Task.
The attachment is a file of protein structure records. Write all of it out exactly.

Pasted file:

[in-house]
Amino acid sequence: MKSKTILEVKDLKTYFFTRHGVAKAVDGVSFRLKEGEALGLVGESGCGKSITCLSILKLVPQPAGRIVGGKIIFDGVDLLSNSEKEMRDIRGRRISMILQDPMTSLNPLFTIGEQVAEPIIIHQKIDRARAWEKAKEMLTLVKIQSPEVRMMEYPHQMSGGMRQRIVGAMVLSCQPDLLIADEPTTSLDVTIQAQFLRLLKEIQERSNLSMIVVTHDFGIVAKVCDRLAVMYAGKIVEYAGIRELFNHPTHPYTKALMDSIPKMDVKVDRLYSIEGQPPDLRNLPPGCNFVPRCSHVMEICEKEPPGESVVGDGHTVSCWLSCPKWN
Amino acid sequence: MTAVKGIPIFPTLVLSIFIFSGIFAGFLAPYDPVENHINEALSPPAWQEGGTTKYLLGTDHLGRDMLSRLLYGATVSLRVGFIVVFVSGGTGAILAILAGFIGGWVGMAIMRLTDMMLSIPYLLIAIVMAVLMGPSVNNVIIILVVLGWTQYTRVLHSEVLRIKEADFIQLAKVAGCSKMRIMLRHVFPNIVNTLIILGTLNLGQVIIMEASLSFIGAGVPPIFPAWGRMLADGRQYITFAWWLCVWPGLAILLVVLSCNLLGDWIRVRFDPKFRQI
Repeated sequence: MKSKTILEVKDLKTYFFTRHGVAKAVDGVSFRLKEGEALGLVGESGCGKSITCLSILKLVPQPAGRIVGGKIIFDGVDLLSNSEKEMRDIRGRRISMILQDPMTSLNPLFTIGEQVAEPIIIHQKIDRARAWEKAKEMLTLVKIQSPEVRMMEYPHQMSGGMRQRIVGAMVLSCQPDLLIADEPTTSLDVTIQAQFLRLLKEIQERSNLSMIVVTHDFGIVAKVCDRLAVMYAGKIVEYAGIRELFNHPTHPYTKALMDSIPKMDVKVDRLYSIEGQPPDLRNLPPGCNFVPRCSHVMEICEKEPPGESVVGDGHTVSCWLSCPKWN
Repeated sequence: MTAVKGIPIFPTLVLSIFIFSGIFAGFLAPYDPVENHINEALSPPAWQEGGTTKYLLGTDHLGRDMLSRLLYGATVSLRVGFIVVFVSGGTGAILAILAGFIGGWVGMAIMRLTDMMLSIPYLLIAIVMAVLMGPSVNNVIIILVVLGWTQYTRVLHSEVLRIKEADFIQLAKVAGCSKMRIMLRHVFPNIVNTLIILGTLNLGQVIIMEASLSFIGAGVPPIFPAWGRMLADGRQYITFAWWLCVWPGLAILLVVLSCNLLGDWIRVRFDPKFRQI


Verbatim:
[in-house]
Amino acid sequence: MKSKTILEVKDLKTYFFTRHGVAKAVDGVSFRLKEGEALGLVGESGCGKSITCLSILKLVPQPAGRIVGGKIIFDGVDLLSNSEKEMRDIRGRRISMILQDPMTSLNPLFTIGEQVAEPIIIHQKIDRARAWEKAKEMLTLVKIQSPEVRMMEYPHQMSGGMRQRIVGAMVLSCQPDLLIADEPTTSLDVTIQAQFLRLLKEIQERSNLSMIVVTHDFGIVAKVCDRLAVMYAGKIVEYAGIRELFNHPTHPYTKALMDSIPKMDVKVDRLYSIEGQPPDLRNLPPGCNFVPRCSHVMEICEKEPPGESVVGDGHTVSCWLSCPKWN
Amino acid sequence: MTAVKGIPIFPTLVLSIFIFSGIFAGFLAPYDPVENHINEALSPPAWQEGGTTKYLLGTDHLGRDMLSRLLYGATVSLRVGFIVVFVSGGTGAILAILAGFIGGWVGMAIMRLTDMMLSIPYLLIAIVMAVLMGPSVNNVIIILVVLGWTQYTRVLHSEVLRIKEADFIQLAKVAGCSKMRIMLRHVFPNIVNTLIILGTLNLGQVIIMEASLSFIGAGVPPIFPAWGRMLADGRQYITFAWWLCVWPGLAILLVVLSCNLLGDWIRVRFDPKFRQI
Repeated sequence: MKSKTILEVKDLKTYFFTRHGVAKAVDGVSFRLKEGEALGLVGESGCGKSITCLSILKLVPQPAGRIVGGKIIFDGVDLLSNSEKEMRDIRGRRISMILQDPMTSLNPLFTIGEQVAEPIIIHQKIDRARAWEKAKEMLTLVKIQSPEVRMMEYPHQMSGGMRQRIVGAMVLSCQPDLLIADEPTTSLDVTIQAQFLRLLKEIQERSNLSMIVVTHDFGIVAKVCDRLAVMYAGKIVEYAGIRELFNHPTHPYTKALMDSIPKMDVKVDRLYSIEGQPPDLRNLPPGCNFVPRCSHVMEICEKEPPGESVVGDGHTVSCWLSCPKWN
Repeated sequence: MTAVKGIPIFPTLVLSIFIFSGIFAGFLAPYDPVENHINEALSPPAWQEGGTTKYLLGTDHLGRDMLSRLLYGATVSLRVGFIVVFVSGGTGAILAILAGFIGGWVGMAIMRLTDMMLSIPYLLIAIVMAVLMGPSVNNVIIILVVLGWTQYTRVLHSEVLRIKEADFIQLAKVAGCSKMRIMLRHVFPNIVNTLIILGTLNLGQVIIMEASLSFIGAGVPPIFPAWGRMLADGRQYITFAWWLCVWPGLAILLVVLSCNLLGDWIRVRFDPKFRQI